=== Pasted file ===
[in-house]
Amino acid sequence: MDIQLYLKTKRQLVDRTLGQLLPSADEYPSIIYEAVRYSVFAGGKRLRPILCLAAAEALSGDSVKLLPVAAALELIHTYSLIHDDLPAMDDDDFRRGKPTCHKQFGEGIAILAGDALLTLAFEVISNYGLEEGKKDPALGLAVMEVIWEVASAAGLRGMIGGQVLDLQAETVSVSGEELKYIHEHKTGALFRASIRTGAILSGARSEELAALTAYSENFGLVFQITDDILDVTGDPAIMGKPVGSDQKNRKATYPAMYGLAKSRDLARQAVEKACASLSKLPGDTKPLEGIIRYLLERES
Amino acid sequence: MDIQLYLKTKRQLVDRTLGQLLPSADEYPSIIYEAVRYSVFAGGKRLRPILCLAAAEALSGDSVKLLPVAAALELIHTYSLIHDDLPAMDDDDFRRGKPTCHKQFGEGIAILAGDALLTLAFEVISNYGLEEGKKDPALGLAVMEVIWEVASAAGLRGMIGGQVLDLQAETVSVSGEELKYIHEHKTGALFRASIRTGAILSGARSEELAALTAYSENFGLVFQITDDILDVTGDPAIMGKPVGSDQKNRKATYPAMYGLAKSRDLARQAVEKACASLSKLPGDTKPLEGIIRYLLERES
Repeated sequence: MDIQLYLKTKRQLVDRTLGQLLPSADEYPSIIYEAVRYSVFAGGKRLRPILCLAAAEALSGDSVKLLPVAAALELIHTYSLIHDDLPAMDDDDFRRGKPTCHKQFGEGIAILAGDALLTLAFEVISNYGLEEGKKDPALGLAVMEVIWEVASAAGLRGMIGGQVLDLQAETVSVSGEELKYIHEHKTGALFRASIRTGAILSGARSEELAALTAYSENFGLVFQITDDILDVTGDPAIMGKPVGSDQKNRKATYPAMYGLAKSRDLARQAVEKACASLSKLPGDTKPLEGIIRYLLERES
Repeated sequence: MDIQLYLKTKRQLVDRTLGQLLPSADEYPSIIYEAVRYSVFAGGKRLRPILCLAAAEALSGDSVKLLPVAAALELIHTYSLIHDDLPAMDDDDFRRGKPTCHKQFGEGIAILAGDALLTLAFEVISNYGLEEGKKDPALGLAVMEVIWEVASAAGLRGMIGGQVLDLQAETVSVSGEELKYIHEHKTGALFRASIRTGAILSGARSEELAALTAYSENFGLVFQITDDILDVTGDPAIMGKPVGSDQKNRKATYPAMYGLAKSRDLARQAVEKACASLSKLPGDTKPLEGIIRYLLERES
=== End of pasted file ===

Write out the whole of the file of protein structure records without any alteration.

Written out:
[in-house]
Amino acid sequence: MDIQLYLKTKRQLVDRTLGQLLPSADEYPSIIYEAVRYSVFAGGKRLRPILCLAAAEALSGDSVKLLPVAAALELIHTYSLIHDDLPAMDDDDFRRGKPTCHKQFGEGIAILAGDALLTLAFEVISNYGLEEGKKDPALGLAVMEVIWEVASAAGLRGMIGGQVLDLQAETVSVSGEELKYIHEHKTGALFRASIRTGAILSGARSEELAALTAYSENFGLVFQITDDILDVTGDPAIMGKPVGSDQKNRKATYPAMYGLAKSRDLARQAVEKACASLSKLPGDTKPLEGIIRYLLERES
Amino acid sequence: MDIQLYLKTKRQLVDRTLGQLLPSADEYPSIIYEAVRYSVFAGGKRLRPILCLAAAEALSGDSVKLLPVAAALELIHTYSLIHDDLPAMDDDDFRRGKPTCHKQFGEGIAILAGDALLTLAFEVISNYGLEEGKKDPALGLAVMEVIWEVASAAGLRGMIGGQVLDLQAETVSVSGEELKYIHEHKTGALFRASIRTGAILSGARSEELAALTAYSENFGLVFQITDDILDVTGDPAIMGKPVGSDQKNRKATYPAMYGLAKSRDLARQAVEKACASLSKLPGDTKPLEGIIRYLLERES
Repeated sequence: MDIQLYLKTKRQLVDRTLGQLLPSADEYPSIIYEAVRYSVFAGGKRLRPILCLAAAEALSGDSVKLLPVAAALELIHTYSLIHDDLPAMDDDDFRRGKPTCHKQFGEGIAILAGDALLTLAFEVISNYGLEEGKKDPALGLAVMEVIWEVASAAGLRGMIGGQVLDLQAETVSVSGEELKYIHEHKTGALFRASIRTGAILSGARSEELAALTAYSENFGLVFQITDDILDVTGDPAIMGKPVGSDQKNRKATYPAMYGLAKSRDLARQAVEKACASLSKLPGDTKPLEGIIRYLLERES
Repeated sequence: MDIQLYLKTKRQLVDRTLGQLLPSADEYPSIIYEAVRYSVFAGGKRLRPILCLAAAEALSGDSVKLLPVAAALELIHTYSLIHDDLPAMDDDDFRRGKPTCHKQFGEGIAILAGDALLTLAFEVISNYGLEEGKKDPALGLAVMEVIWEVASAAGLRGMIGGQVLDLQAETVSVSGEELKYIHEHKTGALFRASIRTGAILSGARSEELAALTAYSENFGLVFQITDDILDVTGDPAIMGKPVGSDQKNRKATYPAMYGLAKSRDLARQAVEKACASLSKLPGDTKPLEGIIRYLLERES